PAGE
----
Registering to undertake an Initial Public Offering (IPO) requires the company to file Form S-1 with the SEC. This is a very long and difficult process. It can take hundreds of hours and require extensive assistance from legal and other professional services. Failure to complete the form appropriately will inevitably lead to an investor lawsuit. The company offering the security for sale must also create a prospectus containing important information about the offering and the security. It must provide the prospectus to anyone subsequently offered the opportunity to purchase the security. Lastly, there are extensive, ongoing obligations to report company information to the SEC.
Non-public offering (private placement) exemption
Most startup companies cannot afford to comply with the securities registration process. As such, if they seek to sell their securities to private investors in what is known as a “Private Placement”. A private placement is exempt from registration with the SEC. There are several statutory and rule-based exemptions that lay out the requirements for the private placement. Each exemption has specific rules, such as the amount of money that can be raised, the number of investors allowed, the knowledge or wealth of the investors, how soon the securities can be sold by investors after purchase, and whether the company can openly advertise (or “generally solicit”) to investors. The most commonly used exemption is under Rule 506 of Regulation D. Other, less common exemptions include: Section 3(a)(11), Section 4(a)(2), Section 4(a)(5) Section 4(a)(6), Regulation A, Rule 504, Rule 505.
These exemptions require the issuing company to create a disclosure document known as a “private placement memorandum”. The issuer must provide this document to any prospective purchasers of the securities prior to sale. Also, within a specified period of selling the securities, the companies must file Form D, a notice of exemption document, with the SEC. Failing to file Form D is not fatal to the sale, but it can result in a future bar from selling securities under a registration exemption.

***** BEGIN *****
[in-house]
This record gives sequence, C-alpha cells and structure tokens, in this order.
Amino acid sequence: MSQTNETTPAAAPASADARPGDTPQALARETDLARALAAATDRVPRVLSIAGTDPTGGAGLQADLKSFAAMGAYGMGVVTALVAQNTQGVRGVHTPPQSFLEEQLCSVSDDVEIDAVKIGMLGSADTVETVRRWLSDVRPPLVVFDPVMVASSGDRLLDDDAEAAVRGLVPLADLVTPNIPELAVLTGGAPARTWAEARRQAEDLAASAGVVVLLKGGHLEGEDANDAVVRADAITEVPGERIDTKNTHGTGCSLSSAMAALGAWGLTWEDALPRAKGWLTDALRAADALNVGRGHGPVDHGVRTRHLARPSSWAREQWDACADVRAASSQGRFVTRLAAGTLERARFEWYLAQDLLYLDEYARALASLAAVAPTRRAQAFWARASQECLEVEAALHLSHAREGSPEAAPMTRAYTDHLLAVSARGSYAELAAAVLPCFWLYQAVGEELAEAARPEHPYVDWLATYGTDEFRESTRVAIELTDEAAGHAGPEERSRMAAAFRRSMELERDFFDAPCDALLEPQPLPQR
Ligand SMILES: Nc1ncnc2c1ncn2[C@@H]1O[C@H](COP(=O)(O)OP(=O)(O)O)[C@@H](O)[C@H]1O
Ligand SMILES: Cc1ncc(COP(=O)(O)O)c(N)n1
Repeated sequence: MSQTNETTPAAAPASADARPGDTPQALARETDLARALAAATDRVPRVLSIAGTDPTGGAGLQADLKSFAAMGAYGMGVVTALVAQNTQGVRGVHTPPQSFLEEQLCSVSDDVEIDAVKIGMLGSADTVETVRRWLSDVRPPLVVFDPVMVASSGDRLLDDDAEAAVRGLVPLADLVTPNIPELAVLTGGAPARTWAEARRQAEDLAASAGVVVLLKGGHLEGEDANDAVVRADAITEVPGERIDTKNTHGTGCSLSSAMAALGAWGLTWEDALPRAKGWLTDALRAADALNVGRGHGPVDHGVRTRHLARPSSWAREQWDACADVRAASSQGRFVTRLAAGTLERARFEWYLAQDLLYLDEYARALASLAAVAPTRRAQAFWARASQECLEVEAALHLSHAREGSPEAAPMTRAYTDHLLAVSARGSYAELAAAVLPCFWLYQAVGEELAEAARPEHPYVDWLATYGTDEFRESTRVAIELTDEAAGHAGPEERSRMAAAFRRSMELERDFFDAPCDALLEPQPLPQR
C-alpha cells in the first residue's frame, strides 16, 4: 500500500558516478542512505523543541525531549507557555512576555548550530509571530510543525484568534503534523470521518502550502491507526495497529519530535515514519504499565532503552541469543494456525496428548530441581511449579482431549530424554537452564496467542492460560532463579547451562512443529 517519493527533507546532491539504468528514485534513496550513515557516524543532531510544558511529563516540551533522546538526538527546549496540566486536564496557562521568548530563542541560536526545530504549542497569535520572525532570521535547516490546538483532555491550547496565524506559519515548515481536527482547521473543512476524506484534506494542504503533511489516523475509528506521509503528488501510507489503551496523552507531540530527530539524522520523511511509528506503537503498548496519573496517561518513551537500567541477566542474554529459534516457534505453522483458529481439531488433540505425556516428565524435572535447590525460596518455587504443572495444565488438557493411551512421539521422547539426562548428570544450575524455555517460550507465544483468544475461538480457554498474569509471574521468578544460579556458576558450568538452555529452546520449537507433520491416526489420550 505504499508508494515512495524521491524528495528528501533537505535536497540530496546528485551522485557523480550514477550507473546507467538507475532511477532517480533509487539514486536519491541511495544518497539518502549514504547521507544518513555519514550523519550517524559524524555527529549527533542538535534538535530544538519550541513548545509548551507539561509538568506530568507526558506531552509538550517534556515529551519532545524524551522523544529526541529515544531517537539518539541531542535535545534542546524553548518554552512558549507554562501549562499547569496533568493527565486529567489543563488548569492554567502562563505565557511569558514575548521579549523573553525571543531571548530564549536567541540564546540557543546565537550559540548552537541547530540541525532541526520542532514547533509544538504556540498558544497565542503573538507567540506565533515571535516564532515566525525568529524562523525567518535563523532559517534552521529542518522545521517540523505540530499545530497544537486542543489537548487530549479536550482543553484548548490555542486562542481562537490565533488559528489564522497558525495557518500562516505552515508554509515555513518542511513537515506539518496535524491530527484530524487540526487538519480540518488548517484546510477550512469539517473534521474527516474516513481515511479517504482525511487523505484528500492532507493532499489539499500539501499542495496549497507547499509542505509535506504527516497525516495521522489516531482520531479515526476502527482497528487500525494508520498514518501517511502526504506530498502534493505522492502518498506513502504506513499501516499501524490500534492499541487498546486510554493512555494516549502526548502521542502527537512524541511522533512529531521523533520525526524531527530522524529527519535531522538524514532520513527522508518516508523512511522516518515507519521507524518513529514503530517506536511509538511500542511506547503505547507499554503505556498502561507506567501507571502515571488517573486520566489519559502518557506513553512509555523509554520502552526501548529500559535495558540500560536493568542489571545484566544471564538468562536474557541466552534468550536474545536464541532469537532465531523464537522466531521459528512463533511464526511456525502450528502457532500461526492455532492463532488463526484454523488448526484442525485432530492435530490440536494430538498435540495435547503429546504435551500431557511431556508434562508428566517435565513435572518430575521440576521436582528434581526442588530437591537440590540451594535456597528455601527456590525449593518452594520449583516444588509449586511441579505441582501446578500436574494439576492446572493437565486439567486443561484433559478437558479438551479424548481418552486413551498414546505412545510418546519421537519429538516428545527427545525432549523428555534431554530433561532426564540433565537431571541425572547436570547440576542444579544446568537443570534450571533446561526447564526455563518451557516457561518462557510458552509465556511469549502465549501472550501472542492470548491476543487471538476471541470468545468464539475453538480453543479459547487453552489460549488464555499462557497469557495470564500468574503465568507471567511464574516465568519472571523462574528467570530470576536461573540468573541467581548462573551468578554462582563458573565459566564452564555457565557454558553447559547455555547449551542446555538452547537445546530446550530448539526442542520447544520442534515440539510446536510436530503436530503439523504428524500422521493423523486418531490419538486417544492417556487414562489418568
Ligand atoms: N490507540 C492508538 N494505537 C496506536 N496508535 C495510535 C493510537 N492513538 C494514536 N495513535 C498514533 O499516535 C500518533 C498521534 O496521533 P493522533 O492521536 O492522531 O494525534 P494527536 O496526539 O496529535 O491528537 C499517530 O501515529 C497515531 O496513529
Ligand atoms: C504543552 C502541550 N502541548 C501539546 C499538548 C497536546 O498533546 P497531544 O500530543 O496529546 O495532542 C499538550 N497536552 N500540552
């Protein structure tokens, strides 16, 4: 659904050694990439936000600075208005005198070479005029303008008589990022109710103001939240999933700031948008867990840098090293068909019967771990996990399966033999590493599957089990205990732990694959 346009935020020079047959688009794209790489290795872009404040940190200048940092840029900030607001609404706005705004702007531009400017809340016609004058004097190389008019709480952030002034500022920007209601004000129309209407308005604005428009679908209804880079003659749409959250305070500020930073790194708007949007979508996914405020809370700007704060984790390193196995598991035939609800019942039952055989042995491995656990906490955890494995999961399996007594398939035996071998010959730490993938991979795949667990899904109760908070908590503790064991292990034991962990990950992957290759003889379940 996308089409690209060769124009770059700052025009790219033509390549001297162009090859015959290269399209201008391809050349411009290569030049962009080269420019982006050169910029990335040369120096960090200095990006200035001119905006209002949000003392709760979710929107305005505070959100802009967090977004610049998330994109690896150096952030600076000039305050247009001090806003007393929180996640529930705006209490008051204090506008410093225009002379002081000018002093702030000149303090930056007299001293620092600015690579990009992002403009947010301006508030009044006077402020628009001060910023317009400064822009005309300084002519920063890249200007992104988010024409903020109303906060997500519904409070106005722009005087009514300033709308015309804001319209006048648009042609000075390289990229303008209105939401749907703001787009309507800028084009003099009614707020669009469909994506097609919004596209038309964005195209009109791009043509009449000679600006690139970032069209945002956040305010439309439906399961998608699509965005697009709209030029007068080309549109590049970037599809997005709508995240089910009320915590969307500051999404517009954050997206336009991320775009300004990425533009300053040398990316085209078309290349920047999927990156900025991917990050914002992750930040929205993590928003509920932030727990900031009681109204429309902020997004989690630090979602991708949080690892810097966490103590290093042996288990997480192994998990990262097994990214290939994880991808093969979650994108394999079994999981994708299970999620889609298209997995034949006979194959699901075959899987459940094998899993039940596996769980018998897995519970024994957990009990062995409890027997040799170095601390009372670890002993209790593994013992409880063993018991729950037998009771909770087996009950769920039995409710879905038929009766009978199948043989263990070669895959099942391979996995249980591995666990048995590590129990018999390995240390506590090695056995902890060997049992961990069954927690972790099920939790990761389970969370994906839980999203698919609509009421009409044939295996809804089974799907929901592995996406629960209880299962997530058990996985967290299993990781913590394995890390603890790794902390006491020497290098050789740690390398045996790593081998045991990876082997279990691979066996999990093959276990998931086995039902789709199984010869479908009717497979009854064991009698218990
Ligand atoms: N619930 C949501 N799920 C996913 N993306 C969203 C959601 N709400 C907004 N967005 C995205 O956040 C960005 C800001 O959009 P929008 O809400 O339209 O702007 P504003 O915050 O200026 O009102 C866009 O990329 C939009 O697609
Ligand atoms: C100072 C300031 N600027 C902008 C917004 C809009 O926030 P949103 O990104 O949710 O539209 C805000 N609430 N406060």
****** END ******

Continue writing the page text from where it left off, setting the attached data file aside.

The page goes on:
What type of Securities Lawsuits affect Cryptocurrencies
These rules will frequently give rise to securities lawsuits against the company issuing the cryptocurrency or virtual currency.
If a company fails to register with the SEC or perfect an exemption from registration, the SEC will likely initiate a lawsuit pursuant to Section 4 of the 1933 Act to halt any future sale of the securities. It can also lead to massive fines or damages against the company.
Failure to comply with any of the applicable rules in a private placement will forfeit the exemption and subject the startup to potential lawsuits by investors.
If any information in the prospectus or private placement memorandum are erroneous and “material” (a manner of saying important to the investment decision), the private investors may sue for a return of their invested capital.
Companies who knowingly provide erroneous information to the SEC or to investors would also be subject to criminal actions as well as civil lawsuits.